The New England Patriots' infamous Spygate videotape cheating scandal happened nearly 15 years ago, but apparently there's still more we don't know about it. And the new details are pretty juicy.

According to Don Van Natta Jr. and Seth Wickersham of ESPN, former President Donald Trump met with the late Senator Arlen Specter in 2008 and offered him "money in Palm Beach" if he dropped his investigation into Spygate. Trump was reportedly acting on behalf of New England Patriots owner Robert Kraft. 

Spokespeople for Trump and Kraft denied the allegation that either man tried to influence Specter's investigation. 

"This is completely false," said Jason Miller, a senior adviser to Trump. "We have no idea what you're talking about." Miller declined to answer a series of follow-up questions. A Patriots spokesman said Kraft "never asked Donald Trump to talk to Arlen Specter on his behalf."

"Mr. Kraft is not aware of any involvement of Trump on this topic and he did not have any other engagement with Specter or his staff," the spokesman said via email.

The alleged meeting between Trump and Specter

Charles Robbins, Specter's longtime communications aide, told ESPN that Specter first discussed the supposed Spygate money meeting with him in 2010, during a tape-recorded conversation for his final memoir. This exchange appeared in that book, "Life Among the Cannibals":

"On the signal stealing, a mutual friend had told me that 'if I laid off the Patriots, there'd be a lot of money in Palm Beach.' And I replied, 'I couldn't care less.'"

Specter never revealed the name of the "mutual friend" to Robbins, but he was "pretty darn sure" it was Trump. Trump and Specter were friends, and had been since the early 1980s when Trump first donated to Specter's campaign. Trump would go on to donate over $11,000 to Specter's campaign committees, and referred to Specter as a "close friend" in handwritten notes.

'Trump was acting as a messenger for Kraft'

Despite the denials from Trump and Kraft, Shanin Specter, Arlen Specter's son, told ESPN that he got the story directly from his father.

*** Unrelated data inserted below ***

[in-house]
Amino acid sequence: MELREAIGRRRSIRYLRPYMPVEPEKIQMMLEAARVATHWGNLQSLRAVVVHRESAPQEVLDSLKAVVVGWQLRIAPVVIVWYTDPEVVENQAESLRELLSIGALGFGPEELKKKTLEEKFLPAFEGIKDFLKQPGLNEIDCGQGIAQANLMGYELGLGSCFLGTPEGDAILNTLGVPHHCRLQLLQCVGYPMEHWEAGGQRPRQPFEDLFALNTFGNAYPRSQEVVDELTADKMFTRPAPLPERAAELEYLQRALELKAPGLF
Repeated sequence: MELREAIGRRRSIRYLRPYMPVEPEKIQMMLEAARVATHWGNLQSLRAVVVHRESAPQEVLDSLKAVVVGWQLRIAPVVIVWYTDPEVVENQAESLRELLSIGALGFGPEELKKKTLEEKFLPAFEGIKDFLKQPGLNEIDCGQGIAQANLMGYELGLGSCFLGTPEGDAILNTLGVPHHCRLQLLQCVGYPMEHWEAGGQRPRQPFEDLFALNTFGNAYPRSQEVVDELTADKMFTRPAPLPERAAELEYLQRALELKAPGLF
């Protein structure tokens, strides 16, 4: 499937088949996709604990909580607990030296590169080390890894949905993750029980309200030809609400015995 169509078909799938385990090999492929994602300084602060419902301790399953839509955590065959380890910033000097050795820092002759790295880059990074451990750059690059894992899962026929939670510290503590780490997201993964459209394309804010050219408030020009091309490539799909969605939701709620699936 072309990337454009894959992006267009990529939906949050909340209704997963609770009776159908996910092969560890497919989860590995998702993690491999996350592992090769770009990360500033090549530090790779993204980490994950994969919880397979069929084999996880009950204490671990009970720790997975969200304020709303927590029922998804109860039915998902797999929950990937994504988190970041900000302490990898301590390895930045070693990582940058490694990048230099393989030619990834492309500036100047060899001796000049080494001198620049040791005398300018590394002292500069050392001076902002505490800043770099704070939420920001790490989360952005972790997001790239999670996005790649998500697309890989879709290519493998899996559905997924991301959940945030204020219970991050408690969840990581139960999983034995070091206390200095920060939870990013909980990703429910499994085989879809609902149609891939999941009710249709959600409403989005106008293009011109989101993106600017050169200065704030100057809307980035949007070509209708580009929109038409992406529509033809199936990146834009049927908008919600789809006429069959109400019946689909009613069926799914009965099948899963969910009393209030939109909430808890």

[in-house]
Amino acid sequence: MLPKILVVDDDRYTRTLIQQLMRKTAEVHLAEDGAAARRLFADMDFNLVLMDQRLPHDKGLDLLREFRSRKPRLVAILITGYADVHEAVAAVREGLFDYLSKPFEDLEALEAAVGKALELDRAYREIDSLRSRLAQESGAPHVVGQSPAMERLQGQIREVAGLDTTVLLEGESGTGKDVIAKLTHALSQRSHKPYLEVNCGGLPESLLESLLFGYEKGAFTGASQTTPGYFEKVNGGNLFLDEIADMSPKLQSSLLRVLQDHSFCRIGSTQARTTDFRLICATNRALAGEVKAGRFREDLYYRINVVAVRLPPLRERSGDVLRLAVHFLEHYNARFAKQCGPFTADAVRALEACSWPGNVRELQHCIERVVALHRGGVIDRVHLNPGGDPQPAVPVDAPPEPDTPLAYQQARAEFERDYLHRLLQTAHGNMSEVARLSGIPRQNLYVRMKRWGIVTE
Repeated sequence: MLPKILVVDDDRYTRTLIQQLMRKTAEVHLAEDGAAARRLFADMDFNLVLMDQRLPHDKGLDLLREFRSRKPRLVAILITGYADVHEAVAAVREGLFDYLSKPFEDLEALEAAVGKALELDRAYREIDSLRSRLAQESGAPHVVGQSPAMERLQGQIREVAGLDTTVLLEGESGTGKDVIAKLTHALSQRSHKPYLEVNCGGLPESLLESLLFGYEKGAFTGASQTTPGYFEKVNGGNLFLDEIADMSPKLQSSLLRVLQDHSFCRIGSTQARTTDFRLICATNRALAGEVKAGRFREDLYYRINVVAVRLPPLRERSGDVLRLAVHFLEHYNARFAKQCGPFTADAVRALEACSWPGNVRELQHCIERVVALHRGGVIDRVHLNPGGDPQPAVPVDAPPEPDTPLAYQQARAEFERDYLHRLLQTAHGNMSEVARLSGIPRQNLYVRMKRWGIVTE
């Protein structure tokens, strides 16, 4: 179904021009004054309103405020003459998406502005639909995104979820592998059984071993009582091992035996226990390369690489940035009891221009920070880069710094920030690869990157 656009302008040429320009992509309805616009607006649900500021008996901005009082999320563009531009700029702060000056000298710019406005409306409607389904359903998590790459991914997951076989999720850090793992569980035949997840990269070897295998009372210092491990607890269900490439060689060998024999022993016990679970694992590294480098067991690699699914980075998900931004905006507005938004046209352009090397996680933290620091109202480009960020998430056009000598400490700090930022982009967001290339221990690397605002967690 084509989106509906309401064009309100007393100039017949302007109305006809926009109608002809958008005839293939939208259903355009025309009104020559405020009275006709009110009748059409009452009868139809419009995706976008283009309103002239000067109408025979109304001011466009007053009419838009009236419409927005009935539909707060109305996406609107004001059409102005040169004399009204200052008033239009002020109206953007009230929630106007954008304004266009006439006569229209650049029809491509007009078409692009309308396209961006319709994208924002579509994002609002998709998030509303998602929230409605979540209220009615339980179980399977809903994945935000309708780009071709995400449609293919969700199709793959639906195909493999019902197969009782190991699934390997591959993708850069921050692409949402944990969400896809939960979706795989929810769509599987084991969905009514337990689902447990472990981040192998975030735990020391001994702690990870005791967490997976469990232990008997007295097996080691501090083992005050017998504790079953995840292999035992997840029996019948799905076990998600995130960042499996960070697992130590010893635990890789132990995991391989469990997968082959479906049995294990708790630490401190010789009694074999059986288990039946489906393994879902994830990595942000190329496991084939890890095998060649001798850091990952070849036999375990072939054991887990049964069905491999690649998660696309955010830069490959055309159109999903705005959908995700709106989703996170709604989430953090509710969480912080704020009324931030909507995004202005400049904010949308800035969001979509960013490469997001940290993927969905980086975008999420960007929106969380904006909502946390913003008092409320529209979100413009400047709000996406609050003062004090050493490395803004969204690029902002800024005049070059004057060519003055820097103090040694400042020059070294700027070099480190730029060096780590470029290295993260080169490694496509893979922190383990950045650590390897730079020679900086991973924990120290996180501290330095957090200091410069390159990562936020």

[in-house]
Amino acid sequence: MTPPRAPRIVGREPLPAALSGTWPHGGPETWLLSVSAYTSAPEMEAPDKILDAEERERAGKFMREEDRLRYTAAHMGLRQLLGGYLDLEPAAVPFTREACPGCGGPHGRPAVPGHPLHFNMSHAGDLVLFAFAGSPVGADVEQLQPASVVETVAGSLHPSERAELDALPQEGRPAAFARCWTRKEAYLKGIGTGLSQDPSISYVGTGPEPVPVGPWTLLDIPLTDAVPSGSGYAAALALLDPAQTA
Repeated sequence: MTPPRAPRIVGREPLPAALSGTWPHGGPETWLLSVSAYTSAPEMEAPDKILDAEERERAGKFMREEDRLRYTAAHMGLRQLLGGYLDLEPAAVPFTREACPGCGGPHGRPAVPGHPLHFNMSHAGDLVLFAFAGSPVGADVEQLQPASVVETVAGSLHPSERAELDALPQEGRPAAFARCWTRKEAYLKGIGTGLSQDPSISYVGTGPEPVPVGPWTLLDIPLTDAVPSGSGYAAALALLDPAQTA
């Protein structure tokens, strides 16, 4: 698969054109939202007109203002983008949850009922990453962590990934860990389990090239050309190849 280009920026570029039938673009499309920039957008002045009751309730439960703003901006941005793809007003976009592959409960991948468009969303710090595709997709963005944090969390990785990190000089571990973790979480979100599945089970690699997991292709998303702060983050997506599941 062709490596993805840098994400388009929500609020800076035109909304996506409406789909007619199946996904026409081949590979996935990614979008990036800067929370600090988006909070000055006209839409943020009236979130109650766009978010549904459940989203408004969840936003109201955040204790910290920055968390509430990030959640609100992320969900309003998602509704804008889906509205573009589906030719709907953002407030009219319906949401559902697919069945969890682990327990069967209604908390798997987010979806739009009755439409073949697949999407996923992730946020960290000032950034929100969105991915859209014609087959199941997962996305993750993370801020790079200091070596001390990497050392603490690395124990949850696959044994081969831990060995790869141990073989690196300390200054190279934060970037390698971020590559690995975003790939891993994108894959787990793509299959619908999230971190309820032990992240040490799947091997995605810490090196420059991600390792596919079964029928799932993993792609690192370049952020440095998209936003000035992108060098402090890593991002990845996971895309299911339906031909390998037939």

"My father told me that Trump was acting as a messenger for Kraft," Shanin Specter says via ESPN. "But I'm equally sure the reference to money in Palm Beach was campaign contributions, not cash. The offer was Kraft assistance with campaign contributions. … My father said it was Kraft's offer, not someone else's."

Trump and Kraft were once close friends, with Kraft attending Trump's wedding to Melania in 2005 and Trump attending the funeral of Kraft's wife, Myra, in 2011. Trump even called Kraft every week for a year after his wife died, just to check in on him. According to ESPN, both men disapproved of commissioner Roger Goodell's handling of the Spygate investigation.

Specter says that his father told him about the meeting soon after it happened. 

"He was pissed," Shanin Specter says about his father. "He told me about the call in the wake of the conversation and his anger about it. … My father was upset when [such overtures] would happen because he felt as if it were tantamount to a bribe solicitation, though the case law on this subject says it isn't. … He would tell me these things when they occurred. We were very close."

Offer of money didn't impact investigation

Specter turned down the offer of "money in Palm Beach" (which is not illegal if referring to campaign contributions) and continued his pursuit of the truth he felt Goodell was hiding. Specter was furious that Goodell had the evidence — actual Spygate video tapes — destroyed, and even though his investigation was a one-man crusade that lacked subpoena power, his strong rhetoric scared the NFL. 

Goodell was so scared of Specter's investigation — which could have led to a wider probe with subpoena powers — that he convinced the Philadelphia Eagles, Pittsburgh Steelers, and former St. Louis Rams head coach Mike Martz to release statements saying that the NFL had done its "due diligence." None of those parties reportedly felt that was true, and Martz told ESPN that the statement he wrote was heavily edited by the NFL before its release.

Despite Goodell's fear, the NFL still had the power to stonewall Specter, and prevented him from obtaining any documents or interviewing any employees of the NFL or the Patriots. Nearing 80 years old and undergoing chemotherapy to treat non-Hodgkin lymphoma, Specter ended the investigation himself in June 2008, having failed to get his fellow senators on board for a larger probe.

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